Monday, July 14, 2014

Little League & Little Elbows

Baseball tends to be the first organized/regulated sport in which skeletally immature athletes participate.  Years ago, there were no regulations in youth baseball and so overuse injuries were very common.  In recent years, instructions from the medical community have been enforced in Little League baseball (e.g. restrictions on innings pitched and mandatory rest days for pitchers).  These restrictions do help with the amount of pitching during a game, but they do not control the amount of pitching during practice or at home. One of the most common overuse injuries in youth athletes is little league elbow.

Little League Elbow / Pitcher's Elbow

Medial Apophysitis, also known as Little League Elbow, is a very common baseball injury in young athletes. This type of injury impacts players that throw repetitively and it occurs when there is a strong pull on the tendons and ligaments of the elbow. Typically, the pain associated with this injury is located on the knobby bump on inside of the elbow.


A youth athlete should stop throwing if they experience:
  1. Elbow pain
  2. Restricted range of motion
  3. Locking of the elbow joint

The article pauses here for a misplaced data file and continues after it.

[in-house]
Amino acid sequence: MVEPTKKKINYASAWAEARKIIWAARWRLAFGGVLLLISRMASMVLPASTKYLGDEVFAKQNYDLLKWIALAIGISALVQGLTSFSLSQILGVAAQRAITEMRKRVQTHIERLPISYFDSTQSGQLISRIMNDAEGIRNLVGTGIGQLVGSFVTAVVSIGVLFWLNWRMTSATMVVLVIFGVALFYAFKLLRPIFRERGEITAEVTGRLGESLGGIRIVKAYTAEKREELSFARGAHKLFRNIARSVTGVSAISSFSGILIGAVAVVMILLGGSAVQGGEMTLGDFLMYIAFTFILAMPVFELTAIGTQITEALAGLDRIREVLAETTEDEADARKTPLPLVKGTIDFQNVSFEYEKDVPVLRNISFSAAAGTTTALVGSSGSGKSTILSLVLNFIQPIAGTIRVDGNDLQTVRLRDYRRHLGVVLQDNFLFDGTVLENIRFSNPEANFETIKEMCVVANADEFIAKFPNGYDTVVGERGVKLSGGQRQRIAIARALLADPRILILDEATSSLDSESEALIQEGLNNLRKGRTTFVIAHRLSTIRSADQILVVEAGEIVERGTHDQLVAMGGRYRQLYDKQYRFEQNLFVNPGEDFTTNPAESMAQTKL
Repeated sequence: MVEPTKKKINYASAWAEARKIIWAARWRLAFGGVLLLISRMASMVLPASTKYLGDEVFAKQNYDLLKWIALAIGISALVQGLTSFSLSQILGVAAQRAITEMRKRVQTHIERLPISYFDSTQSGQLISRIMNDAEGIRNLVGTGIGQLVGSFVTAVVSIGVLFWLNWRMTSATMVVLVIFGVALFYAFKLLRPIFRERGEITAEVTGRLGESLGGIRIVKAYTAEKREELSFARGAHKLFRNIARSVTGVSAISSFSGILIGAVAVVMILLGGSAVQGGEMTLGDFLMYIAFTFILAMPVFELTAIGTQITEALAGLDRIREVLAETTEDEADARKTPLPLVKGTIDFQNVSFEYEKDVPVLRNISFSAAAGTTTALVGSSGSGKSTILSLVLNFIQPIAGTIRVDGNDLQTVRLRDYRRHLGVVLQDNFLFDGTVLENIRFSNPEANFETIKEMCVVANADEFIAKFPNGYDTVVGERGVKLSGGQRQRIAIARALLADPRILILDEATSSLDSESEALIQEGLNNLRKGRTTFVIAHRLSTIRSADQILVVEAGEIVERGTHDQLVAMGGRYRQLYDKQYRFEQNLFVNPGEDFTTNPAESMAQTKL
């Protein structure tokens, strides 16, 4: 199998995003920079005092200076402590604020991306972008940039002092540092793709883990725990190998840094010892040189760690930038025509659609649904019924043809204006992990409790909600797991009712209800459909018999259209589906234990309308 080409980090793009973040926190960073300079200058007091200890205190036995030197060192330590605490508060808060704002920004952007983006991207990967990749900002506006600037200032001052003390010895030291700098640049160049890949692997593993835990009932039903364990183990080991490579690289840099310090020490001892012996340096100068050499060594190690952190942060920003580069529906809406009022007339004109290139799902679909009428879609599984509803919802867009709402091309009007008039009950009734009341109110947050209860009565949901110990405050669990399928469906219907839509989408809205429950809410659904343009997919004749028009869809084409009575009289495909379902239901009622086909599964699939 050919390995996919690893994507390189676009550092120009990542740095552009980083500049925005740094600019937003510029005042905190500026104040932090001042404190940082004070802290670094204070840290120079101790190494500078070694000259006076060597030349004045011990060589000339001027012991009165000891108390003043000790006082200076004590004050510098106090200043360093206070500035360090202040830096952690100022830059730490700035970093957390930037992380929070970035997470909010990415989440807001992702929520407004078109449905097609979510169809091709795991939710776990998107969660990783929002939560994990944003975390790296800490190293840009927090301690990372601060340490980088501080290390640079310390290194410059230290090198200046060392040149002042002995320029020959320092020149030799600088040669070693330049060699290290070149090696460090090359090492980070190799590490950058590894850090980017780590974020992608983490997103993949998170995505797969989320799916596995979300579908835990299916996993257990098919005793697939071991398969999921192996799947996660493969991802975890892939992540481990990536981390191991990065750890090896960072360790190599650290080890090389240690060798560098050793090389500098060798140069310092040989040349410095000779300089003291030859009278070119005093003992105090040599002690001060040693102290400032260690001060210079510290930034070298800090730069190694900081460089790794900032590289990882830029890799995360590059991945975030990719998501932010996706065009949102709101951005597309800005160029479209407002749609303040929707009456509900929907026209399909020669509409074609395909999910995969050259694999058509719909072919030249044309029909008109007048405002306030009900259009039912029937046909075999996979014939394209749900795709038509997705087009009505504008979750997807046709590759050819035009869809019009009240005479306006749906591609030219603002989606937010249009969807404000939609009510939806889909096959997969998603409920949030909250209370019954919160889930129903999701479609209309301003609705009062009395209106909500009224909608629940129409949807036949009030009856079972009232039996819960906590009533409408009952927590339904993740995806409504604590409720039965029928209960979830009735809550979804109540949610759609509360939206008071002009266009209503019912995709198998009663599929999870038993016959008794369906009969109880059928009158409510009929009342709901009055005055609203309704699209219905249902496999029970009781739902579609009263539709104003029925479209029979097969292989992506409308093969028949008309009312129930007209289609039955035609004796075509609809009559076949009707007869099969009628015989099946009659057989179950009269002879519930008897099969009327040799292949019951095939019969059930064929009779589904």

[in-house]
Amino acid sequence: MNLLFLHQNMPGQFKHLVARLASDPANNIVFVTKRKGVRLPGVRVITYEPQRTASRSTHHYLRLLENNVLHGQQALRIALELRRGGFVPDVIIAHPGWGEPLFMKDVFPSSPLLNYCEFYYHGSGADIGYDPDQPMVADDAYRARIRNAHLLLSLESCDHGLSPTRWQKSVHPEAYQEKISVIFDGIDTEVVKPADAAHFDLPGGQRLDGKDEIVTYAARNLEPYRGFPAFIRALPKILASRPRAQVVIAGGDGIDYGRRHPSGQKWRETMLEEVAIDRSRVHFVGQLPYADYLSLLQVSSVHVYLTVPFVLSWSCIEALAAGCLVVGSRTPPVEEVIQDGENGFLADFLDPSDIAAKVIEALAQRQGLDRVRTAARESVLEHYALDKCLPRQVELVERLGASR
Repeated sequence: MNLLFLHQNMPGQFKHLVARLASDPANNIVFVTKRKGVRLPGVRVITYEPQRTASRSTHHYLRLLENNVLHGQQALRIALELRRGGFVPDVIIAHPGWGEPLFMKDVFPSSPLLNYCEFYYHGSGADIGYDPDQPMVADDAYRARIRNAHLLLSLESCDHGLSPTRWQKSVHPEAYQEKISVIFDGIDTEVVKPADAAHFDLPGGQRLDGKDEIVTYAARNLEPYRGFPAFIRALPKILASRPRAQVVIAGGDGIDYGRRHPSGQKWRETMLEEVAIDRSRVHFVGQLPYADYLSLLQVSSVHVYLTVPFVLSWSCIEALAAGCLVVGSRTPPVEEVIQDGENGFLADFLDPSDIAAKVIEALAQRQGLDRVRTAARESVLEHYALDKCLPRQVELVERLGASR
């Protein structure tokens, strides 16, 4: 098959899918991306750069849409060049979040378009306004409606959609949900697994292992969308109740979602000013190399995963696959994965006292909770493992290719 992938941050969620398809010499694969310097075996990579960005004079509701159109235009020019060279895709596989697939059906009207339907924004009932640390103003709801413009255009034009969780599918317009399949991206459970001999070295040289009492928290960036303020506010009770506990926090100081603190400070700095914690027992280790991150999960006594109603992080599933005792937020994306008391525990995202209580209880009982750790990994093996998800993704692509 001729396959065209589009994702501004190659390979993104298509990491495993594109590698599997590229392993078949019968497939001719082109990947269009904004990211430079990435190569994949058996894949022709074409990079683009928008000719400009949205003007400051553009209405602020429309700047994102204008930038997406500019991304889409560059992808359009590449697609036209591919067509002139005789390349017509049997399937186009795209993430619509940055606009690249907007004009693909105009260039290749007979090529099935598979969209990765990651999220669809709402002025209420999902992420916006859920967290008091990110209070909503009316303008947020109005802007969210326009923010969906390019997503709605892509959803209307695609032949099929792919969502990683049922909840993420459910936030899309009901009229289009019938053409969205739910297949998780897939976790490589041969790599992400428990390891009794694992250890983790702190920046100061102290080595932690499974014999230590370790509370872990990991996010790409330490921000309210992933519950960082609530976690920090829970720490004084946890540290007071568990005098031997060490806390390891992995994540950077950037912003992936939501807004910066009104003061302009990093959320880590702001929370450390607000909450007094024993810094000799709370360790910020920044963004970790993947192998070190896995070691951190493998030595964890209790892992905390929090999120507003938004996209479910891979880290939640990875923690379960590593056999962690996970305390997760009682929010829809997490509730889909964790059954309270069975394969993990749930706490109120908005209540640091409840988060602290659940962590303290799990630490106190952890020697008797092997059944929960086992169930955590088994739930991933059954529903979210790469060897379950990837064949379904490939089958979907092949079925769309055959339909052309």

Younger children may respond better to nonsurgical treatment.
  1. Rest
  2. Apply ice packs to bring down any swelling
  3. If pain persists after a few days of rest/ice or if the pain returns after the child resumes throwing, stop all activity and contact your doctor.

There is a fine line between blogging and giving medical advice. The content of this blog is for informational purposes only and should not be construed as medical advice.  Nothing contained in this blog is intended to replace the medical advice of a trained, licensed physician.
In all matters relating to your health, you are urged to consult a physician. You can contact Advanced Bone & Joint to set up a formal consultation appointment with Dr. W. Anthony Frisella, Dr. Dane Glueck, Dr. Brandon Larkin, Dr. Anthony Lombardo, Dr. John McAllister, II, Dr. Brian Meek, Dr. Paul Spezia, Jennifer Eickhoff, FNP-BC, or Matt Pliske, PA-C.

No comments:

Post a Comment